I am sure many will feel connected to your story and it will give them hope to work through their pain.

    Many blessings to you.
    Karen

  • MECHAzuth

    What happens after the acceptance phase? I am in the process of it all… but what comes afterwards?

  • http://www.budgetingcake.com/ Melinda Gonzalez

    Hi, this journey of life really has no end point. Acceptance is just one point in our journey. Once we accept (after grieving) we continue to work on nurturing and loving ourselves. It is our duty to check in with ourselves everyday to see how we are doing: mentally, physically, and most importantly emotionally. As we continue to observe ourselves and our emotions, we begin to understand and love ourselves (the good and “bad”) more and more. That is the ultimate goal – to love everything about ourselves (even the things we judge as bad) so that we can truly love others unconditionally. Once we learn to be compassionate to ourselves – we can finally be truly compassionate to others. Blessings on your journey.

  • http://www.budgetingcake.com/ Melinda Gonzalez

    Thank you Karen, that is my hope. :) Blessings back at ya.

  • http://www.budgetingcake.com/ Melinda Gonzalez

    Hi Angel, you are certainly correct. We cannot change our families, only ourselves. The funny thing, is once we work on ourselves and heal our pasts – our family no longer has a need to reflect back our own issues. You will be surprised how our families seem to change for the better when we work on ourselves. The world, including our family, is just a mirror of ourselves.

  • http://www.budgetingcake.com/ Melinda Gonzalez

    Thanks Shelly :)

  • http://www.budgetingcake.com/ Melinda Gonzalez

    Hi Gidget, I am glad you are aware of your journey. It is OK that you avoid a lot – just be compassionate with yourself. If you are aware and compassionate to yourself during the times you are avoiding, you will eventually get to a point of resolution. Never give up – and always be kind to yourself on your journey. Blessings.

  • http://www.budgetingcake.com/ Melinda Gonzalez

    Thank you Sheila, many blessings back at you!

  • http://www.budgetingcake.com/ Melinda Gonzalez

    Hi Tess, I am so glad my story resonated with you. I think it helps us heal when we know we are not alone on this journey.

    We do have to learn to be the parents we didn’t have – to nurture ourselves and be compassionate to ourselves. That is what our bodies are trying to tell us, they need our compassionate loving attention (that we never got). Once we give that to ourselves, our whole perception on life and the world changes – and we heal.

    We are often much harder on ourselves than anyone else is. It is a hard habit to break, but well worth the effort :)

  • http://www.budgetingcake.com/ Melinda Gonzalez

    I am glad you are hanging on, because the journey is certainly worth the effort. I agree, what doesn’t kill us only makes us stronger. The universe/God never gives us more than we can handle – and if we are thrown a lot it’s only because we need it and are ready for it.

    Love and respect does surround us, and we definitely help each other out in this large connected universe. The most important thing is to find love for ourselves, so we can love everything around us even more.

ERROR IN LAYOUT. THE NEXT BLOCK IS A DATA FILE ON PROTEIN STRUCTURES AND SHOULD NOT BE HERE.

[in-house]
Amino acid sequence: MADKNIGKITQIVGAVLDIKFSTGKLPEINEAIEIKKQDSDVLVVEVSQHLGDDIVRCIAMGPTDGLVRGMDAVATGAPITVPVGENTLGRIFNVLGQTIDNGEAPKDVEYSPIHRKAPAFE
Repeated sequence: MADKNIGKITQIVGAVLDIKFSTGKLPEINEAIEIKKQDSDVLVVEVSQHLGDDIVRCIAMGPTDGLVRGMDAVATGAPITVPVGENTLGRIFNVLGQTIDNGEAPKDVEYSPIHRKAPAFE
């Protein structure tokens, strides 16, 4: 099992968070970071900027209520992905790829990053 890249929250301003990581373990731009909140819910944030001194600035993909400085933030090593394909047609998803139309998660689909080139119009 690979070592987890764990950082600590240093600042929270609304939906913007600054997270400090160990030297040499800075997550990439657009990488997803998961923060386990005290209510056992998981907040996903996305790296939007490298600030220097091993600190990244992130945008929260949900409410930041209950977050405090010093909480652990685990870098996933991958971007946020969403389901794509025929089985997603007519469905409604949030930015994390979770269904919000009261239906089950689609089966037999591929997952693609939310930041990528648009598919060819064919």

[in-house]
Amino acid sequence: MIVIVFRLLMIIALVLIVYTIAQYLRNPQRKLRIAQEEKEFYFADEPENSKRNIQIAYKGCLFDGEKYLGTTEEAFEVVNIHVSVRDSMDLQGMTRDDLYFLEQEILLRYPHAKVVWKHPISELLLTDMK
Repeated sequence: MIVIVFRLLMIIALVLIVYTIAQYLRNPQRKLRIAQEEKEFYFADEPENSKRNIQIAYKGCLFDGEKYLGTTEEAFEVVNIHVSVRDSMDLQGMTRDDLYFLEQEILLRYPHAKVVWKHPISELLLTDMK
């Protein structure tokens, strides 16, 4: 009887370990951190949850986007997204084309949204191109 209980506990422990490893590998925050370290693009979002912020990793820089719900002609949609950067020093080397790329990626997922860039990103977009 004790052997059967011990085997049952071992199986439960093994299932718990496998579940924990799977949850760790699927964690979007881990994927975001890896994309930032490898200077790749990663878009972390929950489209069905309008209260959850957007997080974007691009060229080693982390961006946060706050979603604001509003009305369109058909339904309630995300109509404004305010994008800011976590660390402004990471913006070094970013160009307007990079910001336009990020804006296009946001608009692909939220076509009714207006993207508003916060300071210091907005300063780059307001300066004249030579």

Blessings :)

  • http://www.budgetingcake.com/ Melinda Gonzalez

    Thank you Karen, blessings to you.

  • http://www.facebook.com/richard.lindo.372 Richard Lindo

    You got it Melinda.
    solving problems from the root is the only way to go.

    Bless.

  • http://www.facebook.com/niki.tripp Niki Tripp

    Wow. This story brought tears to my eyes – although I can’t relate completely, pieces of this ring true in my own life and I know how hard it is to be courageous enough to let the tears just flow and the feelings just be there. Congratulations on being a badass, and thanks for sharing this!

  • http://www.mimaonfire.com/ Michelle

    I completely related to this article. My father died when I was a baby and my mother had a lot of anger over it. I was trapped in her anger as a child and like you, I spent a lot of time as an adult working through these emotions from childhood. I specifically relate to your story about growing too fast. As a child, I always had hand me down clothes and around the age of 14, I desperately wanted an outfit at the store that was in style. It wasn’t expensive by any means but I just really wanted to fit in with the other kids. My mother (as she did whenever I wanted any clothing) ranted how she would buy for me but it would mean SHE couldn’t get anything new. It’s funny how those words stick with you as an adult. Good luck and thanks for the article.

  • channi

    Thanks Melinda. I read article which is very fascinating. I myself in the trap of anger, but not at your end, but the other end! However I felt very ashamed and I also need help to control myself even though I couldn’t see what the reasons is. But certainly I try to control.

  • Catherine

    This is amazing! So inspiring! I read a book about 3 years ago called Women Food and God and it is about how many people use food to numb past pain. Your writing reminded me of this because she believe in feeling as a way to get through addiction and overcome the past. It has some amazing insight.

    You situation is so much worse than many people, but I think many people have felt this feeling of abandonment from their childhood. I know I have had difficulty feeling like my boyfriend will stick around. I am trying to accept the anxiety that comes with feeling during these fearful times but it is hard to stay and not turn to food or outside fills. You are so strong, thank you for sharing this!

  • Tameka

    My goodness, this is a gem of an article! Thank you so much for sharing your relatable experience.